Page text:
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I already asked this question on Stack Overflow, but I would like to know if anyone managed to build a GCC 4.7 toolchain for ARM cross-compilation (for a x86/x86-64 Linux host). There are many instructins for building GCC from source and many available cross-compilers for pre-4.7 GCC versions, just not the latest one.

Compiling on Rasp Pi itself works fine but is just a bit too slow for practical purposes.

I am eager to get compiling and I would like to use the latest and the best tools.

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This seems along the lines what I need to do as well. We are developing for an ARM5 running Arch Linux. Development is on Ubuntu Linux 10.04 LTS (today, maybe we upgrade that tomorrow, I don't know yet). Currently we are running GCC 4.4, but the things I need to do will be helpful if not require GCC 4.7 (minimum) if not GCC 4.8 (if we can manage it), for C++11 language features. It seems like all the tool chains available for ARM (5 or anything else) are helplessly out-dated. Is it possible to build a cross compiler tool chain from source and support the GCC we want? –  mwpowellhtx Mar 1 '13 at 22:38
    
I have a little problem in the second step. in fact, I've done the ./configure and make commands. Everything works fine. but when i've tiped "install", i got an error message saying: install: missing file operand –  user8773 Jul 31 '13 at 7:57
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5 Answers

up vote 33 down vote accepted

I found these instructions How to build a cross compiler for your Raspberry Pi. It is a great walk through using a crosstool-ng tool which simplifies configuring a cross-compiler build A LOT (it has a nice curses-based interface) and it supports GCC 4.7.

I've followed these steps and ended up with a successful build of a 4.7 cross-compiler.

Prerequisites: The following packages are required:bison, flex, gperf, gawk, libtool, automake, g++, ensure these are installed before proceeding.

  1. First download crosstool-ng from here (I used version 1.15.2).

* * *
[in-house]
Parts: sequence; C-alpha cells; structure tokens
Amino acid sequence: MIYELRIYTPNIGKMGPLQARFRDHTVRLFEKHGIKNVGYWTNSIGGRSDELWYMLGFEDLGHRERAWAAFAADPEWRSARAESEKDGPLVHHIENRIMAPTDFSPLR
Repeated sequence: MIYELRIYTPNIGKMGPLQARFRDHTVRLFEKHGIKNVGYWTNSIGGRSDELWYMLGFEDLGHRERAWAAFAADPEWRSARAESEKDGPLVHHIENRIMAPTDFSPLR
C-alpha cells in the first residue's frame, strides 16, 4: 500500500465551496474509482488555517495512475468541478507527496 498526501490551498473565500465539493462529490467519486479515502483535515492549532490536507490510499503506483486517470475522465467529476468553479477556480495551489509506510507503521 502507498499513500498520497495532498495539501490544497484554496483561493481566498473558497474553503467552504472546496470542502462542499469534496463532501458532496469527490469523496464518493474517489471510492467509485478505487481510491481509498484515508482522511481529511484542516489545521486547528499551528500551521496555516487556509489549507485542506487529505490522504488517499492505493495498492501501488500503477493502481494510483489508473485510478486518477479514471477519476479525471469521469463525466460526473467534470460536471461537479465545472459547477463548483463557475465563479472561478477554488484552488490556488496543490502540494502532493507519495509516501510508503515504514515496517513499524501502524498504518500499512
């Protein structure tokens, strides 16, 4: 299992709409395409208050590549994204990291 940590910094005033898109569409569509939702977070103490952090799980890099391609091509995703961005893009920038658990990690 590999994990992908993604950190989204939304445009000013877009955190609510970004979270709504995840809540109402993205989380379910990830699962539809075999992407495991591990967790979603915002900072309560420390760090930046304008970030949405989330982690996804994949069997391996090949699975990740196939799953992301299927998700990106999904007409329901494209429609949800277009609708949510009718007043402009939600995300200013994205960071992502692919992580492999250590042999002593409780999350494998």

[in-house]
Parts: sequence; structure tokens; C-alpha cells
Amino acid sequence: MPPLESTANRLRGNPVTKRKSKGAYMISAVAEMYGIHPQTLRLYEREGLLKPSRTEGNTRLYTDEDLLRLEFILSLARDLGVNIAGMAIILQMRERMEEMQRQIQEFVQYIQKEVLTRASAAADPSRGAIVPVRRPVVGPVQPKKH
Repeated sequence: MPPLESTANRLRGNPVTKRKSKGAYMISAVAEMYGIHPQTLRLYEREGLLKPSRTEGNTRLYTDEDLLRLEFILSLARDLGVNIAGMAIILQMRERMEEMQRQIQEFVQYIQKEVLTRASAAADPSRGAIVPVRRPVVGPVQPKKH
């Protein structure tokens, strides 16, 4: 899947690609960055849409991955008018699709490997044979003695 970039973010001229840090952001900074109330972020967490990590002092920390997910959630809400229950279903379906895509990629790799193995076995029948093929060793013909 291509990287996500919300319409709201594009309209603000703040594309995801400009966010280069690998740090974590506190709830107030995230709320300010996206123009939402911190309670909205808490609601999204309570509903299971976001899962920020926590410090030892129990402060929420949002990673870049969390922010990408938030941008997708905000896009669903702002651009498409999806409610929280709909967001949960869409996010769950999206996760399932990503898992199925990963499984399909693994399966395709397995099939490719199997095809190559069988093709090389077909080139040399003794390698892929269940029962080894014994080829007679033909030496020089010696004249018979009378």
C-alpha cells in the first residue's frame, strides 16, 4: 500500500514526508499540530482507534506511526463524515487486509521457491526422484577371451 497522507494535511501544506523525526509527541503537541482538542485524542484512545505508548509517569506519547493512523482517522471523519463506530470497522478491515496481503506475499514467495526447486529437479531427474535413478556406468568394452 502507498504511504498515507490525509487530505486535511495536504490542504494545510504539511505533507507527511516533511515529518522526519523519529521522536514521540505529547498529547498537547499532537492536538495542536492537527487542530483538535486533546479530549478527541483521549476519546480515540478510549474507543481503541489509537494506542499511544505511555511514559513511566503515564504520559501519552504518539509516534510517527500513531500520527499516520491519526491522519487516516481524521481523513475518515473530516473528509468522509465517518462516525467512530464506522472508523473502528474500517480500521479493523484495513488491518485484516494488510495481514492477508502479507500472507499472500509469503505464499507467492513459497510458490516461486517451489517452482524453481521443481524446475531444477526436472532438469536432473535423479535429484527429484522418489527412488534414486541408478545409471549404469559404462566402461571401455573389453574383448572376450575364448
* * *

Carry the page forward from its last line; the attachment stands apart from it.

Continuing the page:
2. Unpack the distribution and do a ./configure / make / install
  3. Create a fresh directory somewhere in the file-system to build in and cd into it.
  4. Run ct-ng menuconfig. You will be presented with a nice set of menus to configure your build.
  5. Go into Paths and misc options. Enable Try features marked as EXPERIMENTAL.
  6. Choose a suitable Prefix directory. This is the directory that your compiler and libraries will get installed in (anything is fine basicallly, just make sure that the directory is empty).

    • NOTE: It is also important that you have write access to the chosen folder
  7. Go to the Target options menu.

    • Target architecture: arm
    • Endianness: little endian
    • Bitness: 32-bit
  8. You may also want to set floating point parameter to softfp (see this for more info), but hardfp is more appropriate for Raspbian.

  9. Go to Operating system menu and change Target OS to linux.
  10. Go to C compiler menu and choose gcc version 4.7.0 (the article recommends Linaro, but I managed to get it working with vanilla gcc). Also chose additional languages you want to be able to compile (C++, Fortran, ...)
  11. Go to C-library menu and chose one. The default is eglibc but that one didn't build fine for me, so I used glibc (the newest version).

    • NOTE: during the build step 13. eglibc can fail to build if subversion is not installed, as the source can't be retrieved from the repository
  12. Exit the configuration tool while saving your changes.
  13. Run ct-ng build in the same directory. Wait a while (about 45 minutes in my case) and your cross compiler should be ready.

Seems to work great!

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Wow, 45 minutes is a long time. How quick is your system? I'm waiting now. –  Jivings Jun 14 '12 at 15:46
    
Well, maybe it was a bit less, but it has to compile all the prerequisites first and after bintools and gcc also libc and libstdc++, so 45 min sounds reasonable to me. –  Tibor Jun 14 '12 at 15:55
    
Could we add details on how to install these properly and update the path, once tested of course? –  Alex Chamberlain Jun 27 '12 at 16:38